Evaluation of thermal variations on concrete pavement using three dimensional line laser imaging technology
Lewis, Zachary Ludon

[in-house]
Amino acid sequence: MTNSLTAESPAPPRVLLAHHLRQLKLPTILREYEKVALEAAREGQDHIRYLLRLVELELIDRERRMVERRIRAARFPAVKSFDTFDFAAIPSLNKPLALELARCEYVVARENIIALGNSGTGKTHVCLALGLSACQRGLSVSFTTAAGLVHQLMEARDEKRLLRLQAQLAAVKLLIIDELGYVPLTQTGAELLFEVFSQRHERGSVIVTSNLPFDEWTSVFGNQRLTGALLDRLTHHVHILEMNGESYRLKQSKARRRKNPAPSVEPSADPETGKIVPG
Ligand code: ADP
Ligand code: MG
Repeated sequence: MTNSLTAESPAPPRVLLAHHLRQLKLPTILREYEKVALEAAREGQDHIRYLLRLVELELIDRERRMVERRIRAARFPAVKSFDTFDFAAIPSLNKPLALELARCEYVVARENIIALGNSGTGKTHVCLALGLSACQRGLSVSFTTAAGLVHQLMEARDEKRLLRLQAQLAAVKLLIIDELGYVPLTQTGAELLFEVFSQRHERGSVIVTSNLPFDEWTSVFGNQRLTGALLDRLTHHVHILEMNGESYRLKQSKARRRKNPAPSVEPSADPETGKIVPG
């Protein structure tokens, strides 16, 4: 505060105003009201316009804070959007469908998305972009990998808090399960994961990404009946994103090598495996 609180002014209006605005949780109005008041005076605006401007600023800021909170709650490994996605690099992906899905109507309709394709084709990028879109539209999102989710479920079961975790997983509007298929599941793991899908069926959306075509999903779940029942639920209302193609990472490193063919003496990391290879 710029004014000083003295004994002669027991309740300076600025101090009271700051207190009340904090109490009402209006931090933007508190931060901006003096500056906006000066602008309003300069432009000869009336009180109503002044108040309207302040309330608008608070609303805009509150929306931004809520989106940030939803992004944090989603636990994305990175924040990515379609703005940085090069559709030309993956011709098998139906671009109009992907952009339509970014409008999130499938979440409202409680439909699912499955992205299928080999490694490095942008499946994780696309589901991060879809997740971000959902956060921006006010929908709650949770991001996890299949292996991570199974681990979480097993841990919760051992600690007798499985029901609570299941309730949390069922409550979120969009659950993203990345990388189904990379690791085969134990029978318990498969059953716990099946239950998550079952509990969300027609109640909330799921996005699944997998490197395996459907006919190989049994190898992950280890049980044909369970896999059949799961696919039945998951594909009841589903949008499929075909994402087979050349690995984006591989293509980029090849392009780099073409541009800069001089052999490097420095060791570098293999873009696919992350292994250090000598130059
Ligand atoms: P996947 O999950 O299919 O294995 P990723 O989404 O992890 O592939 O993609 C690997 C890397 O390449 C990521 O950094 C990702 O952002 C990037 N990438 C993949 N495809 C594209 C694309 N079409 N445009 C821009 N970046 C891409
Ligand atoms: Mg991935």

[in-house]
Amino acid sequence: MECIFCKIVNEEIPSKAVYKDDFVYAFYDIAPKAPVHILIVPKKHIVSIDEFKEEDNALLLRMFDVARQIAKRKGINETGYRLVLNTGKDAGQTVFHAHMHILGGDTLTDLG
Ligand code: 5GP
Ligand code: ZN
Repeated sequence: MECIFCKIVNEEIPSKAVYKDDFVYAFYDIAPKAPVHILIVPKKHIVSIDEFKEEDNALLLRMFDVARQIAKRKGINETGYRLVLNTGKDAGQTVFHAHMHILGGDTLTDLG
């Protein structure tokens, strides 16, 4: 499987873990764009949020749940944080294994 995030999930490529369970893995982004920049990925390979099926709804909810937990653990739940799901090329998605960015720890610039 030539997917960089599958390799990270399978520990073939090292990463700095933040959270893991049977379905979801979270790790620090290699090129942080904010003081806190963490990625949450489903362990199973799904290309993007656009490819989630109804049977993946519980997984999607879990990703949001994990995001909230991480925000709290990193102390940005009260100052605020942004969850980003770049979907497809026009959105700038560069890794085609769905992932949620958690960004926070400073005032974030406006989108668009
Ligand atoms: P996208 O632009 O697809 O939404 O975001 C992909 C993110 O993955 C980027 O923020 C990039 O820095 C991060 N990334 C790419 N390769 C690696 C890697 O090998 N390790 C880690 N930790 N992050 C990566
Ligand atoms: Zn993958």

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Jointed Plain Concrete Pavements (JPCP) are some the most popular forms of concrete pavement that are used in the state of Georgia. Each year the Georgia Department of Transportation (GDOT) inspects and surveys their highways to determine what condition the pavement is in and if any rehabilitation is required to maintain the integrity of the highway. These annual surveys include the JPCP and the key concrete pavement characteristics that are used to determine the condition of the JPCP are the faulting at the joints and the roughness of the section. Since it is well known that concrete will exhibit slight movement when subjected to thermal variations it is possible that the these minor movements could have an impact on the measured slab properties used to rate the JPCP section. The focus of this research is to develop a methodology to use three dimensional technologies to capture JPCP surface data under a variety of thermal conditions, to develop a procedure to collect and analyze concrete temperature data, to develop a method to analyze the surface data and how to correlate all of the data that was collected. Three test sites were chosen that covered a total of 6 test sections that were composed of 25 slabs and 26 joints each. This provided a total of 150 slabs and 156 joints that were used for analysis. A single slab was selected as a test specimen to install thermal logging devices into so that the temperature distributions through the slab could be investigated. Three positions were monitored to determine if the position that the temperature gradient was measured was critical. It was found that the temperature followed a similar trend for all of the positions with the profiles being slightly shifted from each other. It was also concluded that the temperature in the bottom of the slab was approximately the same as the temperature in the base. It was discovered that the maximum positive temperature gradient occurred simultaneously with the maximum ambient air temperature and the maximum surface temperature. The results showed that the surface temperature followed a trend similar to the ambient air temperature. However the surface temperature was greater throughout the day. The faulting analysis results indicated that out of the 156 joints inspected only 15 showed a variation in the average faulting that was greater than the 0.5 mm (0.02 in) accuracy of the sensors used to collect the JPCP surface data. Further investigation revealed that there was no clear trend between the temperature change and the average faulting variation. It was concluded that if there was a change in the average faulting due to temperature it is smaller than what can be depicted by the sensing vehicle and it is less than the 1 mm (0.04 in) measurement accuracy that is specified in the American Association of State Highway and Transportation Officials (AASHTO) R36-04 specification which governs the accuracy requirements for automated faulting measurement methods. The International Roughness Index (IRI) was the method used to measure the roughness on each test site for each data collection run. This resulted in 336 IRI values that were inspected to determine whether there was an impact from the temperature variations. The IRI results showed that the roughness of the test sections did vary through the day. After it was found that the IRI did vary through the day the IRI distributions were compared to the temperature distribution and 7 out of the 12 distributions studied showed a weak correlation between the temperature and the IRI. The amount of variation in the IRI was not quantified because the exact accuracy of the IRI values attained from the sensing vehicle was unknown. However it was attempted to validate the system and determine the accuracy but one of the validation test sections showed disappointing results while the other two showed promising results. Further research is required to fully evaluate the sensing vehicles ability and accuracy when measuring the IRI. A procedure was also developed to extract the longitudinal and transverse curvature of the concrete pavement slabs. Three test slabs were selected at one of the test sites and curvature results were generated using the developed procedure. The curvature results were visually and quantitatively assessed. The visual analysis indicated that the curvature profiles measured by the 3D line lasers did change throughout the data collection, but the patterns did not follow what was expected and a correlation could not be created with the temperature. The quantitative results for the longitudinal curvature revealed that one of the slabs did show a pattern that followed the temperature changes during the data collection, but it did show as much as 4.65 mm (0.183 in) of change between consecutive data collection runs. The longitudinal curvature results for the other two slabs did not show a trend and exhibited unlikely changes in the curvature measured between consecutive data collection runs, which in some instances the deviation was as much as 12.09 mm (0.480 in). For the transverse curvature one of the slabs indicated that the curvature did not change during the data collection, while the other two showed sudden changes as high as 2.16 mm (0.085 in) between consecutive data collection runs. The developed procedure is only preliminary and needs to be further evaluated and refined for it to be able to adequately measure the curvature of as slab. The results also need to be verified using actual measured ground truth curvatures to determine the validity of using the developed procedure and the 3D line laser data to measure the curvature of concrete slabs. Once the procedure is proven to produce reliable results it should be compared to other curvature computation methods, such as those that utilize road profilers or LIDARs, to determine which method is the best.